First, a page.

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Honig to Fight Accusations by Federal Audit : Inquiry: Schools chief denies using his influence to enrich an education foundation run by his wife. He also opposes preliminary U.S. demands for refund of $222,590.

December 25, 1991|DAN MORAIN | TIMES STAFF WRITER

SACRAMENTO — State schools Supt. Bill Honig vowed Tuesday to fight a draft audit report that accuses him of using his influence to help a foundation run by his wife and that demands a $222,590 refund in federal money.

The U.S. Department of Education charged in a preliminary audit that Honig had a conflict of interest from 1987 to 1989, when the state Department of Education dealt with Quality Education Project. Nancy Honig, his wife, is the president and founder of the organization, earning $100,000 a year.

"What they're saying is preposterous," Honig said, hoping to douse what he called the inflammatory conclusions in the report. Calling the audit "fundamentally flawed," Honig said it "distorts crucial facts."

"I am confident that the assistant secretary of education will find that no violation occurred and that California's expenditure of the federal funds in question is completely legitimate," Honig said.

The Dec. 19 audit has not been released, but details about its conclusions were reported in the Sacramento Union and San Francisco Examiner, and confirmed by officials.

"The Superintendent of Public Instruction for the state of California engaged in a pattern of activity that materially benefited the financial condition of Quality Education Project (QEP)," the draft audit says.

The $222,590 in dispute flowed from the federal government to the state Department of Education and was earmarked to benefit underprivileged children.

The state in turn gave the money to local districts that had contracted with Mrs. Honig's organization, and the money paid the salaries of four school employees in Fremont, Pasadena and San Diego County who worked closely with the project.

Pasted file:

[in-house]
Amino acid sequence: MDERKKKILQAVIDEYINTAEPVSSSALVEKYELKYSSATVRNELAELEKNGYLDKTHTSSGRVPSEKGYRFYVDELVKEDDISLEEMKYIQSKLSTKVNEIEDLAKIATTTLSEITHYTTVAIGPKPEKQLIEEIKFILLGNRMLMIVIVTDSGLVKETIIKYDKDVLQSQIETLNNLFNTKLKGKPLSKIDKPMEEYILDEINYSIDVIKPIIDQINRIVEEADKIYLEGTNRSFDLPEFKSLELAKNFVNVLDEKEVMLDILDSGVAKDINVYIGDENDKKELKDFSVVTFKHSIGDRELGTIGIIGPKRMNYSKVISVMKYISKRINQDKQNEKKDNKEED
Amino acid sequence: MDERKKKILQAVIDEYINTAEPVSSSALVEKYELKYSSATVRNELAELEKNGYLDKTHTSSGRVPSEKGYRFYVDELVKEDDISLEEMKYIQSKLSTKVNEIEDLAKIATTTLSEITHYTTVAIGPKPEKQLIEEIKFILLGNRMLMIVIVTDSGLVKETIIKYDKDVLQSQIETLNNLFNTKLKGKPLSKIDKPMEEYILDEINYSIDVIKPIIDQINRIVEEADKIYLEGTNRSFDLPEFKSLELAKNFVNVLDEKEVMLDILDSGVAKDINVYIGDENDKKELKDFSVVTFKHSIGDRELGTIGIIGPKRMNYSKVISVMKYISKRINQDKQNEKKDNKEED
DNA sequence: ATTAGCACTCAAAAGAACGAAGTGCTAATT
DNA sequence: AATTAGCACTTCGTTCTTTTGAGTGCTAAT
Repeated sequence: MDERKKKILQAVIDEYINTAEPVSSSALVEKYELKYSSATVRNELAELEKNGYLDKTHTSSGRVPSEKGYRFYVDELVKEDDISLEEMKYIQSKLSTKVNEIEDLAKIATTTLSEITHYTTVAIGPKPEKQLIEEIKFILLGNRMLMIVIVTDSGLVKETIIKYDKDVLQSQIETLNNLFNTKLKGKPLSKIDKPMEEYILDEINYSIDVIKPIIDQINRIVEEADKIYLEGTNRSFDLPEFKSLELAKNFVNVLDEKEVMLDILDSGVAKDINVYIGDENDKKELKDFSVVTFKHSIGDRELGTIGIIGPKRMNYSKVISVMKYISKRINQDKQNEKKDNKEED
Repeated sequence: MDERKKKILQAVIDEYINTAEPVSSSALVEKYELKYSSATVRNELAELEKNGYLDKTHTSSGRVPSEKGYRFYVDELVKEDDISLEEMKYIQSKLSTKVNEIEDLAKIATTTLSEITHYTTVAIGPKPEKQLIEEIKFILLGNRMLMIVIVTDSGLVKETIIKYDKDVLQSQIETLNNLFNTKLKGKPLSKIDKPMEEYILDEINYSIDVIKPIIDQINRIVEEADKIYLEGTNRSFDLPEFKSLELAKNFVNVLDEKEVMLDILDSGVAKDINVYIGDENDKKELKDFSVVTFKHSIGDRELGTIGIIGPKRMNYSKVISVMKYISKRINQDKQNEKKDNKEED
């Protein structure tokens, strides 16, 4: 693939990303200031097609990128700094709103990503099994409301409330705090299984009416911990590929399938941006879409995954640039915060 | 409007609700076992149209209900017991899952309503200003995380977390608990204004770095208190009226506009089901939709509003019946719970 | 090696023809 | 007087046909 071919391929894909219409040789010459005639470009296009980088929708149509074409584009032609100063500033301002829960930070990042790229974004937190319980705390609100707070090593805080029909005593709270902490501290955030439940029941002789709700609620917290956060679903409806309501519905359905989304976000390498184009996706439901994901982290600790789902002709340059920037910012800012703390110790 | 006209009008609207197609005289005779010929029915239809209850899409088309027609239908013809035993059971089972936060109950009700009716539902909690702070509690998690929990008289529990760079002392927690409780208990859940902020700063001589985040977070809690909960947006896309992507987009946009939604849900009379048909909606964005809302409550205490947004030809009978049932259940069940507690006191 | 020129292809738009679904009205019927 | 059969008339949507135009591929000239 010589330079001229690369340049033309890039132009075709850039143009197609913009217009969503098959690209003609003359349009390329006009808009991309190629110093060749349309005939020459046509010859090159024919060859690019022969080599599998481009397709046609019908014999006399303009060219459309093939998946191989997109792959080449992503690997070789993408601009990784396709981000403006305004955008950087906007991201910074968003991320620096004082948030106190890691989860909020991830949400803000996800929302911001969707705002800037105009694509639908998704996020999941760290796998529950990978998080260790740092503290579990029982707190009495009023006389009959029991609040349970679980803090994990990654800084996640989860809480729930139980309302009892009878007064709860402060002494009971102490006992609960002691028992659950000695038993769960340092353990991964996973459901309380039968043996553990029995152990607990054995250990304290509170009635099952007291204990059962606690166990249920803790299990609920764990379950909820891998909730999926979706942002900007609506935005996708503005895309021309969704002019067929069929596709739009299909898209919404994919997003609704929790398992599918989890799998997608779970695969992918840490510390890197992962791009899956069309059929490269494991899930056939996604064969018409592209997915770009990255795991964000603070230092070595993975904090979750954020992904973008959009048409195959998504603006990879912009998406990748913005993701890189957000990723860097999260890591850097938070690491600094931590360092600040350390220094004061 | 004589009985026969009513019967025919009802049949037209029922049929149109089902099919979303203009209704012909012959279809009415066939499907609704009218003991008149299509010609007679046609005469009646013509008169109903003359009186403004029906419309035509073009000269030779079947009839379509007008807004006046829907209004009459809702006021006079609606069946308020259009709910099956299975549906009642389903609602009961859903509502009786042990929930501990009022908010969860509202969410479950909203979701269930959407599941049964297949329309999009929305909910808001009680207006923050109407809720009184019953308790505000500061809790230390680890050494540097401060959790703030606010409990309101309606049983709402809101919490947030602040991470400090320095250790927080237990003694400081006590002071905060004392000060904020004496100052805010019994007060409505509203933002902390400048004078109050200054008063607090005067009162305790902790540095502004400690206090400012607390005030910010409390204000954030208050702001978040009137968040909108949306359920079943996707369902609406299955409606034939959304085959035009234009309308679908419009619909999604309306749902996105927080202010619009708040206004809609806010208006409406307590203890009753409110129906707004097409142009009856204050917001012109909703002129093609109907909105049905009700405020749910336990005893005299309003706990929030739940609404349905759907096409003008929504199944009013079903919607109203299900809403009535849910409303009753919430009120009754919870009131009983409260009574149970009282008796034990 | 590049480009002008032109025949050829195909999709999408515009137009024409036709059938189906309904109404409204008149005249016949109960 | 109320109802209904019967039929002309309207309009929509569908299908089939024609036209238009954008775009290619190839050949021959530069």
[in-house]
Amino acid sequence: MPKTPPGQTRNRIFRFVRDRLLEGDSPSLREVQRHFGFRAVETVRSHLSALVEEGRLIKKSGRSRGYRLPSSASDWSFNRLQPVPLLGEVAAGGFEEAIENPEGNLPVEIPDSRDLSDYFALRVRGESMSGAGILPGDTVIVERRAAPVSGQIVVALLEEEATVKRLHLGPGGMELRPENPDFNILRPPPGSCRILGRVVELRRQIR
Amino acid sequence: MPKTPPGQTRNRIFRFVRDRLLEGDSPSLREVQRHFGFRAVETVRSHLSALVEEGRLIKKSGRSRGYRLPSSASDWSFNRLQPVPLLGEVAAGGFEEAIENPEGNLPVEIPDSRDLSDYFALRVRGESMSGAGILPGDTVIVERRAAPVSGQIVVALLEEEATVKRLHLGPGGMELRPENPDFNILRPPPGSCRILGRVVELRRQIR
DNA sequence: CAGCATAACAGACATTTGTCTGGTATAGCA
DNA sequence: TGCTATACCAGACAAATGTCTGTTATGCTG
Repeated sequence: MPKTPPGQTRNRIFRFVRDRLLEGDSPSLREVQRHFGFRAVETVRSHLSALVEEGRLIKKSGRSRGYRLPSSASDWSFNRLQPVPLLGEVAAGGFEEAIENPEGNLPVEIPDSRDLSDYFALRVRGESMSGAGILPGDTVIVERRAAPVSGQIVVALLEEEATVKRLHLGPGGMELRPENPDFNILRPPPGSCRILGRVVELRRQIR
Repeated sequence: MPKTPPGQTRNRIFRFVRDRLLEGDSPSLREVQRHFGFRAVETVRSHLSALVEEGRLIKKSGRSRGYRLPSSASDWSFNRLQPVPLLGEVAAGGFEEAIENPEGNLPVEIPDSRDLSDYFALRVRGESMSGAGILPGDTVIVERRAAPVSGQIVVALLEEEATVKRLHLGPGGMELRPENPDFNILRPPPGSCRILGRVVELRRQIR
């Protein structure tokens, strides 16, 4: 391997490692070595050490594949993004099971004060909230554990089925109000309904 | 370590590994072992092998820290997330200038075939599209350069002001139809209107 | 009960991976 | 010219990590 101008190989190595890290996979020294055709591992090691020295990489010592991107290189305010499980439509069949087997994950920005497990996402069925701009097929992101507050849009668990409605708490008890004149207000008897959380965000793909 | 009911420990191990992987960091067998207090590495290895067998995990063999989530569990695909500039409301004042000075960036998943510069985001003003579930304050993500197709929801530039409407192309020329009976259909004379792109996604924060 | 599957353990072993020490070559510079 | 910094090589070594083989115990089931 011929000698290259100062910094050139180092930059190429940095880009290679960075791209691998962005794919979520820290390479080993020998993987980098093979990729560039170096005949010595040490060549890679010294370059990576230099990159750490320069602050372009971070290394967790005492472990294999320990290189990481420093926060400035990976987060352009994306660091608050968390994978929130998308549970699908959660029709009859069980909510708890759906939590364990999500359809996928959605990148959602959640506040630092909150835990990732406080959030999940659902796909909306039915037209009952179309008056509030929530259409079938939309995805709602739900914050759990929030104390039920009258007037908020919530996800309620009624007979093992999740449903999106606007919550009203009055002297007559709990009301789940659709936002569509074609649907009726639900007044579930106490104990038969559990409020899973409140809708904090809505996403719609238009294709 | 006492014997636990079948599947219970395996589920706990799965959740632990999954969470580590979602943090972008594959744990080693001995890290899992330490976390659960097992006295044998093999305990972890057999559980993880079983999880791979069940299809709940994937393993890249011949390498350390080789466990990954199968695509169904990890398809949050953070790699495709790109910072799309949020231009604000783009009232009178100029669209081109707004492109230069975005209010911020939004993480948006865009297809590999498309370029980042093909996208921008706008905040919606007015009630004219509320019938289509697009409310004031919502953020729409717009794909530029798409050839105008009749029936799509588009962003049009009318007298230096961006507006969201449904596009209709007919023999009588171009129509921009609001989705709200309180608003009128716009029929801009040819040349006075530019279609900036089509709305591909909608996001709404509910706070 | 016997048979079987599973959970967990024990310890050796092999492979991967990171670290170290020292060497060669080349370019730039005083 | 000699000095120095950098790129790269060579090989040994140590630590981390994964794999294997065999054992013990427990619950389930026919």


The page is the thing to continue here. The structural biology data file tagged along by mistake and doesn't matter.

The preliminary audit alleges that Honig's actions violated the California Political Reform Act of 1974, though Honig says the Fair Political Practices Commission, which is supposed to enforce the act, found no violation of the law.

If the federal demand for a refund is kept in the final audit report, the state Board of Education could block repayments from state funds and leave the Honigs to repay the money. Honig and the state Board of Education have been locked recently in a power struggle.

Honig says his department has severed most of its ties with Quality Education Project, which was founded in 1982, the same year he took office. The project, which the Honigs describe as a charity, has run programs in 54 school districts, mostly in California.

Honig has 30 days to formally respond to the report. He also is fighting a related battle with state Atty. Gen. Dan Lungren, whose investigators seized documents while searching his San Francisco home in October. Lungren's office is investigating potential criminal wrongdoing. Honig said he will meet with the state investigators in January.

Honig insisted that no money was misused. "It didn't seem wrong then. It doesn't seem wrong now," Honig said. But he also acknowledged the potential political damage from reports of the investigations.

"If people look at this very quickly they may think something is wrong," Honig said.

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